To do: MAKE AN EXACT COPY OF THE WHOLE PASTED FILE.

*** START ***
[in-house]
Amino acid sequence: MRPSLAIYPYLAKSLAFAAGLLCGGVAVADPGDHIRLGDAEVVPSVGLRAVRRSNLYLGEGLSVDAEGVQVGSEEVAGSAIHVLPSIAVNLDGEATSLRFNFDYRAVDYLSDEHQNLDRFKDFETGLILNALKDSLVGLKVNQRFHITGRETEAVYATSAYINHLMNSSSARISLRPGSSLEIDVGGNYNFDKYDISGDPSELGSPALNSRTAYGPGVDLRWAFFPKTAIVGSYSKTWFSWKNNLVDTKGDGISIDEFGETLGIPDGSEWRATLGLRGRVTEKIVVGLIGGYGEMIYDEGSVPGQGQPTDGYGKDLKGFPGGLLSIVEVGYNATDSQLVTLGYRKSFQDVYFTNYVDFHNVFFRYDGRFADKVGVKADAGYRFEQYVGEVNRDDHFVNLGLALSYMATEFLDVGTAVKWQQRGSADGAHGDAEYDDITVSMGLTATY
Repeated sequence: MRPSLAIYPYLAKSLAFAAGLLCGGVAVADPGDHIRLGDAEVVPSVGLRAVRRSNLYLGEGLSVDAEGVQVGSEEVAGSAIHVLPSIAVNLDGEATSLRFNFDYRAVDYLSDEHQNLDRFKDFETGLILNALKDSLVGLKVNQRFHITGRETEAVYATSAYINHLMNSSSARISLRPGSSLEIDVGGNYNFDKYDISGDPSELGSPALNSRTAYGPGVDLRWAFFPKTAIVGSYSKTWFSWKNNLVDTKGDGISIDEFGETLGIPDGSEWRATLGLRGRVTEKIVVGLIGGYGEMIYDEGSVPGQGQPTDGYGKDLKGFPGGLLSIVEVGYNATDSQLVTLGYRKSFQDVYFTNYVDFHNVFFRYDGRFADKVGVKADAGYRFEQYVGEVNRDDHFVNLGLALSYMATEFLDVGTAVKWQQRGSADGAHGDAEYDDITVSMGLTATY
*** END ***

[in-house]
Amino acid sequence: MRPSLAIYPYLAKSLAFAAGLLCGGVAVADPGDHIRLGDAEVVPSVGLRAVRRSNLYLGEGLSVDAEGVQVGSEEVAGSAIHVLPSIAVNLDGEATSLRFNFDYRAVDYLSDEHQNLDRFKDFETGLILNALKDSLVGLKVNQRFHITGRETEAVYATSAYINHLMNSSSARISLRPGSSLEIDVGGNYNFDKYDISGDPSELGSPALNSRTAYGPGVDLRWAFFPKTAIVGSYSKTWFSWKNNLVDTKGDGISIDEFGETLGIPDGSEWRATLGLRGRVTEKIVVGLIGGYGEMIYDEGSVPGQGQPTDGYGKDLKGFPGGLLSIVEVGYNATDSQLVTLGYRKSFQDVYFTNYVDFHNVFFRYDGRFADKVGVKADAGYRFEQYVGEVNRDDHFVNLGLALSYMATEFLDVGTAVKWQQRGSADGAHGDAEYDDITVSMGLTATY
Repeated sequence: MRPSLAIYPYLAKSLAFAAGLLCGGVAVADPGDHIRLGDAEVVPSVGLRAVRRSNLYLGEGLSVDAEGVQVGSEEVAGSAIHVLPSIAVNLDGEATSLRFNFDYRAVDYLSDEHQNLDRFKDFETGLILNALKDSLVGLKVNQRFHITGRETEAVYATSAYINHLMNSSSARISLRPGSSLEIDVGGNYNFDKYDISGDPSELGSPALNSRTAYGPGVDLRWAFFPKTAIVGSYSKTWFSWKNNLVDTKGDGISIDEFGETLGIPDGSEWRATLGLRGRVTEKIVVGLIGGYGEMIYDEGSVPGQGQPTDGYGKDLKGFPGGLLSIVEVGYNATDSQLVTLGYRKSFQDVYFTNYVDFHNVFFRYDGRFADKVGVKADAGYRFEQYVGEVNRDDHFVNLGLALSYMATEFLDVGTAVKWQQRGSADGAHGDAEYDDITVSMGLTATY